A curated selection of FREE cultural & community activities / tasks for you to do whilst Alphabetti is closed, that we have enjoyed.
Click on the titles to be taken to where we discovered them.
Week 22: 21.10.2020
A part of Black Gold Arts Festival 2020, this gentle dance music video from Mele Broomes slows us down to be a part of Broomes’ tuning in to her body and her words. An award-winning choreographer and performer, her work ‘embodies stories from the collective voice, creating visceral and sensory collaborations through her ancestral heritage’. This short film weaves vocal composition with gentle movement, and is followed by a hosted Q&A with poet Degna Stone. The event is pay what you can, but booking is essential.
When: Saturday 24th October @6pm
Running Time: Approx. 30 minutes (inc. post-film Q&A)
We Make Culture are running an exciting heritage-focussed song writingproject with young wxmen in Sunderland. Aiming to connect young people with their heritage, they will be researching and exploring female stories in Sunderland’s history and writing songs about them; this includes more prominent historical women, as well as stories from older women and their families. And they want your input: do you have a story about your mam, your aunt, your godmother, your colleague, that you think should be heard? Fill in the form below and share your stories, and they might get made into songs!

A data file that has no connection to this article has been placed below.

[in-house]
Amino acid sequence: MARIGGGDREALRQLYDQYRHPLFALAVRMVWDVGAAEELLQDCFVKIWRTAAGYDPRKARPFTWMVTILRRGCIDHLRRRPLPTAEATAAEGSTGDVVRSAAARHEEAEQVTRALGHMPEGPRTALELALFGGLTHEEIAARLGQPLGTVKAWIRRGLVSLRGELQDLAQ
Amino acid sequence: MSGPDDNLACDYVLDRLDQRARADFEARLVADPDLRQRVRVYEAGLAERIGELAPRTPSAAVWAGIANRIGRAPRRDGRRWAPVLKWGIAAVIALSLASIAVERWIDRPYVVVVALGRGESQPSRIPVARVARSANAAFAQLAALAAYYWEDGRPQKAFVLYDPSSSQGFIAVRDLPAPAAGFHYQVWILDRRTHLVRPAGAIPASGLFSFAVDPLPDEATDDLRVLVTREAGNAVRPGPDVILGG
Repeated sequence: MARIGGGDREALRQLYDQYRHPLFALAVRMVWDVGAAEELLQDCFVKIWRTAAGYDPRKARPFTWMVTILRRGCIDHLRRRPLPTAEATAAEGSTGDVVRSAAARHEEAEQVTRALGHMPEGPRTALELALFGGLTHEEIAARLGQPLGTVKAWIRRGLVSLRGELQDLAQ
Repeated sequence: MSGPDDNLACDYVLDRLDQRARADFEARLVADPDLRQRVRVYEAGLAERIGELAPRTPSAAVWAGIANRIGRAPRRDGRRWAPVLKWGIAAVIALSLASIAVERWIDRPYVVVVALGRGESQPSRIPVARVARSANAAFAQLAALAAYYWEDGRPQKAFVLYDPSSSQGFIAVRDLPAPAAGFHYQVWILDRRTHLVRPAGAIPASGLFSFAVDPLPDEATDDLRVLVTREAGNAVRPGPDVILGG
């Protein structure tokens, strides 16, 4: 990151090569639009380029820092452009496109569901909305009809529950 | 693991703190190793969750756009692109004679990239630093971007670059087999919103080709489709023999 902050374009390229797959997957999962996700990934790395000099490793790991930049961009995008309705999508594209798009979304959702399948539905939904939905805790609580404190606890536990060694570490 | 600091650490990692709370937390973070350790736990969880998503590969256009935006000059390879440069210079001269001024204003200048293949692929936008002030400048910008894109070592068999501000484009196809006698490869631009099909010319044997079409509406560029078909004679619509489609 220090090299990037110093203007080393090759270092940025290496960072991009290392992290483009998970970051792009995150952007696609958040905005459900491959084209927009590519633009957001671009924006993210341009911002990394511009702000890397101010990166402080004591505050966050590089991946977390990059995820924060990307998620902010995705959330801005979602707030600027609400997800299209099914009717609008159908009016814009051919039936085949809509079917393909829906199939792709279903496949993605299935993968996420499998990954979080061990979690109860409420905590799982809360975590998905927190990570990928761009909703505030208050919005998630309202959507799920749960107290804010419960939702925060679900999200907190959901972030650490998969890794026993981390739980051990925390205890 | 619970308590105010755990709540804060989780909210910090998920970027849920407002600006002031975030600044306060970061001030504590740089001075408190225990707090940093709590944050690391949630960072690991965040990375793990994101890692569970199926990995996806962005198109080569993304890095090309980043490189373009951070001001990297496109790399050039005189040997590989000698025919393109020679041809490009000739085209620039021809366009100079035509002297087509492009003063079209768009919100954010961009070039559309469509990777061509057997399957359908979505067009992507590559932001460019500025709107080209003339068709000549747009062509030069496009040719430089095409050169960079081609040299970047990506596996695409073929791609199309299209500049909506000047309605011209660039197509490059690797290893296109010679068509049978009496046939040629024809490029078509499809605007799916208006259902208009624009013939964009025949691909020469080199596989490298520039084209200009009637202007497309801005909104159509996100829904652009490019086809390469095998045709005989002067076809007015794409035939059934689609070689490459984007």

@we_make_culture @eh_shoutoutloud @HeritageFundUK @SConnections
Two weeks ago was #BlackWomenAreDivine weekend, organised by Black Lives Matter. The weekend encouraged Black women around the world to come together in solidarity in the name of Breonna Taylor, Sandra Bland, and all the Black women lost to violence. American rapper Megan Thee Stallion’s opinion piece for the New York Times is both a personal account of her own experiences as a Black woman, and a wider reminder of racial biases when it comes to sexuality, health, violence and public statements. A well-written and important read that speaks back to criticism.
We’re super excited for this new immersive audio project from Alphabetti pals Alison Carr (writer) and Melanie Rashbrooke (director). It’s inspired by the Dancing Plague of 1518, when a woman in Strasbourg, Alsace (modern day France), stepped into the street and started to dance. She didn’t stop, and over the month up to 400 people joined her. The cause for the dancing is unknown, though one theory is mass hysteria brought on by extreme stress. Which for Alison Carr begs the question: if ever there was a time to start dancing, isn’t it now? From Wednesday 28th October you can download the audio piece, along with a BSL interpreted and captioned film, press play and start to dance!
Available from: Wednesday 28th October @ 12pm
These micro plays from Digital Caravan are designed to keep you company on a neighbourhood walk or simply through your headphones in the comfort of home. They are free to access at any time, and BSL interpreted videos of each play are also available on the website. This second round of micro plays features: WATER by babirye bukilwa; TIME by Jessica Butcher; and RAGE by Chloe Todd Fordham (this last piece carries a content warning of sexual assault and strong language). Next time you’re out for a quiet stroll or relaxing in a comfy chair, grab your headphones and listen in to these thought-provoking stories.
Age recommendation: 16+
Running time: Approx. 15 minutes each